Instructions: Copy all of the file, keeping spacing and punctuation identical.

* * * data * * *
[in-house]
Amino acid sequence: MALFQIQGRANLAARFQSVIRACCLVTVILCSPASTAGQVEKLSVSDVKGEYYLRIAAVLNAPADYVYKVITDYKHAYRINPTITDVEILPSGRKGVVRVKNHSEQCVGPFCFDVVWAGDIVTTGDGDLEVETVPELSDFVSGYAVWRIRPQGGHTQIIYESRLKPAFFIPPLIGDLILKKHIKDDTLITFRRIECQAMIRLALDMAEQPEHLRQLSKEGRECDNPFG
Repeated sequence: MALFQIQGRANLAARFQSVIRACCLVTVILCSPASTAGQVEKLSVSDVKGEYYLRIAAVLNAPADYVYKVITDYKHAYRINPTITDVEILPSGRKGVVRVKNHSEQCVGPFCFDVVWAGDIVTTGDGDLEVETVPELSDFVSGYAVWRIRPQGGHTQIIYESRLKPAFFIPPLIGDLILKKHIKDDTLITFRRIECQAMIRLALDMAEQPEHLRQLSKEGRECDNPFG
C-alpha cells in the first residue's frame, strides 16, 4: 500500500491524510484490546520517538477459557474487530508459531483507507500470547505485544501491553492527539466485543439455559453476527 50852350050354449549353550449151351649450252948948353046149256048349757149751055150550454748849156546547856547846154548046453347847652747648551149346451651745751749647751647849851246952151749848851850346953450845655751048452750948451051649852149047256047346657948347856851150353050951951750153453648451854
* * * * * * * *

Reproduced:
[in-house]
Amino acid sequence: MALFQIQGRANLAARFQSVIRACCLVTVILCSPASTAGQVEKLSVSDVKGEYYLRIAAVLNAPADYVYKVITDYKHAYRINPTITDVEILPSGRKGVVRVKNHSEQCVGPFCFDVVWAGDIVTTGDGDLEVETVPELSDFVSGYAVWRIRPQGGHTQIIYESRLKPAFFIPPLIGDLILKKHIKDDTLITFRRIECQAMIRLALDMAEQPEHLRQLSKEGRECDNPFG
Repeated sequence: MALFQIQGRANLAARFQSVIRACCLVTVILCSPASTAGQVEKLSVSDVKGEYYLRIAAVLNAPADYVYKVITDYKHAYRINPTITDVEILPSGRKGVVRVKNHSEQCVGPFCFDVVWAGDIVTTGDGDLEVETVPELSDFVSGYAVWRIRPQGGHTQIIYESRLKPAFFIPPLIGDLILKKHIKDDTLITFRRIECQAMIRLALDMAEQPEHLRQLSKEGRECDNPFG
C-alpha cells in the first residue's frame, strides 16, 4: 500500500491524510484490546520517538477459557474487530508459531483507507500470547505485544501491553492527539466485543439455559453476527 50852350050354449549353550449151351649450252948948353046149256048349757149751055150550454748849156546547856547846154548046453347847652747648551149346451651745751749647751647849851246952151749848851850346953450845655751048452750948451051649852149047256047346657948347856851150353050951951750153453648451854